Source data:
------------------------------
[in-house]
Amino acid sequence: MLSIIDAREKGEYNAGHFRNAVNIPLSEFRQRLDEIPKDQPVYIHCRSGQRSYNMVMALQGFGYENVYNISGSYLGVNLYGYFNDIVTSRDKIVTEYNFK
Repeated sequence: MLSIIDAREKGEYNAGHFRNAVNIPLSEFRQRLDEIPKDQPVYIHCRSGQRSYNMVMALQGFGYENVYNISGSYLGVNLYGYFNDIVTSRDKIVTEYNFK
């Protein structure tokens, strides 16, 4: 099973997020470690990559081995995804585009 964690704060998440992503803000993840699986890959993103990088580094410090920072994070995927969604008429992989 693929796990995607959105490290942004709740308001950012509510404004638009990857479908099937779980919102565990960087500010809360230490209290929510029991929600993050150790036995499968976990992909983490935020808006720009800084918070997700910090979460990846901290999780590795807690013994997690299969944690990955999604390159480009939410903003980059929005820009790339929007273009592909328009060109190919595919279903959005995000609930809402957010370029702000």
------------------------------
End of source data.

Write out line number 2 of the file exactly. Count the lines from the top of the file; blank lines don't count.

Amino acid sequence: MLSIIDAREKGEYNAGHFRNAVNIPLSEFRQRLDEIPKDQPVYIHCRSGQRSYNMVMALQGFGYENVYNISGSYLGVNLYGYFNDIVTSRDKIVTEYNFK